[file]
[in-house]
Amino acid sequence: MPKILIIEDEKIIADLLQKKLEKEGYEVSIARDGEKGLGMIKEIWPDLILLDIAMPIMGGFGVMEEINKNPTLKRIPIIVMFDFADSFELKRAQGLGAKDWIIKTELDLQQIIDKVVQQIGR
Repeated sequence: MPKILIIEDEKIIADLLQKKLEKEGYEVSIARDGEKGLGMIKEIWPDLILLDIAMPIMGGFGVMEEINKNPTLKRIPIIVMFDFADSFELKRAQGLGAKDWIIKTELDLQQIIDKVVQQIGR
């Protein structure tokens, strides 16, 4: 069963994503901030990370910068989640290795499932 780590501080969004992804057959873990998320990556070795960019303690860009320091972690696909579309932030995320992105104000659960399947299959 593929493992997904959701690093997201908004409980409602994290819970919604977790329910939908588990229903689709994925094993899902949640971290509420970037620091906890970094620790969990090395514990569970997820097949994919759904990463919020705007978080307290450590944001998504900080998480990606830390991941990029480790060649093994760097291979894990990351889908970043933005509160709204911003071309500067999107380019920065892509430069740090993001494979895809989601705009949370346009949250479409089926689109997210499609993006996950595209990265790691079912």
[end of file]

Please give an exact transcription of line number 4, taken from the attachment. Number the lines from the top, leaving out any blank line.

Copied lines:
């Protein structure tokens, strides 16, 4: 069963994503901030990370910068989640290795499932 780590501080969004992804057959873990998320990556070795960019303690860009320091972690696909579309932030995320992105104000659960399947299959 593929493992997904959701690093997201908004409980409602994290819970919604977790329910939908588990229903689709994925094993899902949640971290509420970037620091906890970094620790969990090395514990569970997820097949994919759904990463919020705007978080307290450590944001998504900080998480990606830390991941990029480790060649093994760097291979894990990351889908970043933005509160709204911003071309500067999107380019920065892509430069740090993001494979895809989601705009949370346009949250479409089926689109997210499609993006996950595209990265790691079912």